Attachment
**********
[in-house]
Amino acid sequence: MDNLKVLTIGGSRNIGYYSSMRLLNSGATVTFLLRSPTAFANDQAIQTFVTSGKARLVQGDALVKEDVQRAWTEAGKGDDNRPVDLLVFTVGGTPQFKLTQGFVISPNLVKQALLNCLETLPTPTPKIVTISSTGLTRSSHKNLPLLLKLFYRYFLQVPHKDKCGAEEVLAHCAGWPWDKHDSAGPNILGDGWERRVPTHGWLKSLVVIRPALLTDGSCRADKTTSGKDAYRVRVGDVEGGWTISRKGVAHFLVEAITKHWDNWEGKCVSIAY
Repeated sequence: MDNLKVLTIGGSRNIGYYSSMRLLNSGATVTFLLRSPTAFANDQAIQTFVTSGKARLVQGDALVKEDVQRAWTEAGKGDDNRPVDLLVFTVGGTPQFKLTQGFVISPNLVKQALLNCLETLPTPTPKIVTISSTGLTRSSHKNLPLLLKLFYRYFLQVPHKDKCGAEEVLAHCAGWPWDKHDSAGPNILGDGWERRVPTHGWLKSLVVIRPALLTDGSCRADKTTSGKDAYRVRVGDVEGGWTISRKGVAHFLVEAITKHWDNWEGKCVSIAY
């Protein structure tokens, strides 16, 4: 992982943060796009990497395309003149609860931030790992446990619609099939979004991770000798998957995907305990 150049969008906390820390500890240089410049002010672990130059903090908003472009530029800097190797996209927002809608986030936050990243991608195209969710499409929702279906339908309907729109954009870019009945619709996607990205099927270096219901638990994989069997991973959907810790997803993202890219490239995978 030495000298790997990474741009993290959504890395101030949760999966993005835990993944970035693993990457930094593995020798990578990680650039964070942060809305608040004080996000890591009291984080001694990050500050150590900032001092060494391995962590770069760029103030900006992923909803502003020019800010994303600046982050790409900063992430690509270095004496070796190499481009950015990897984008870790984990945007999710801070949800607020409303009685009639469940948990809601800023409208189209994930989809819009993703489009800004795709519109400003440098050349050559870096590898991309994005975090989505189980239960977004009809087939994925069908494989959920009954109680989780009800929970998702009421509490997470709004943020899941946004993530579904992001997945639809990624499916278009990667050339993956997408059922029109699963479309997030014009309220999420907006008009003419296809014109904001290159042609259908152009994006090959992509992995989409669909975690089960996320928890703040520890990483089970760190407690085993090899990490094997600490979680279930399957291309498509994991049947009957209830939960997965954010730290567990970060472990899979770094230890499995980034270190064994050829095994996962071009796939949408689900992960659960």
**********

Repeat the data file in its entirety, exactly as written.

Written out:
[in-house]
Amino acid sequence: MDNLKVLTIGGSRNIGYYSSMRLLNSGATVTFLLRSPTAFANDQAIQTFVTSGKARLVQGDALVKEDVQRAWTEAGKGDDNRPVDLLVFTVGGTPQFKLTQGFVISPNLVKQALLNCLETLPTPTPKIVTISSTGLTRSSHKNLPLLLKLFYRYFLQVPHKDKCGAEEVLAHCAGWPWDKHDSAGPNILGDGWERRVPTHGWLKSLVVIRPALLTDGSCRADKTTSGKDAYRVRVGDVEGGWTISRKGVAHFLVEAITKHWDNWEGKCVSIAY
Repeated sequence: MDNLKVLTIGGSRNIGYYSSMRLLNSGATVTFLLRSPTAFANDQAIQTFVTSGKARLVQGDALVKEDVQRAWTEAGKGDDNRPVDLLVFTVGGTPQFKLTQGFVISPNLVKQALLNCLETLPTPTPKIVTISSTGLTRSSHKNLPLLLKLFYRYFLQVPHKDKCGAEEVLAHCAGWPWDKHDSAGPNILGDGWERRVPTHGWLKSLVVIRPALLTDGSCRADKTTSGKDAYRVRVGDVEGGWTISRKGVAHFLVEAITKHWDNWEGKCVSIAY
């Protein structure tokens, strides 16, 4: 992982943060796009990497395309003149609860931030790992446990619609099939979004991770000798998957995907305990 150049969008906390820390500890240089410049002010672990130059903090908003472009530029800097190797996209927002809608986030936050990243991608195209969710499409929702279906339908309907729109954009870019009945619709996607990205099927270096219901638990994989069997991973959907810790997803993202890219490239995978 030495000298790997990474741009993290959504890395101030949760999966993005835990993944970035693993990457930094593995020798990578990680650039964070942060809305608040004080996000890591009291984080001694990050500050150590900032001092060494391995962590770069760029103030900006992923909803502003020019800010994303600046982050790409900063992430690509270095004496070796190499481009950015990897984008870790984990945007999710801070949800607020409303009685009639469940948990809601800023409208189209994930989809819009993703489009800004795709519109400003440098050349050559870096590898991309994005975090989505189980239960977004009809087939994925069908494989959920009954109680989780009800929970998702009421509490997470709004943020899941946004993530579904992001997945639809990624499916278009990667050339993956997408059922029109699963479309997030014009309220999420907006008009003419296809014109904001290159042609259908152009994006090959992509992995989409669909975690089960996320928890703040520890990483089970760190407690085993090899990490094997600490979680279930399957291309498509994991049947009957209830939960997965954010730290567990970060472990899979770094230890499995980034270190064994050829095994996962071009796939949408689900992960659960």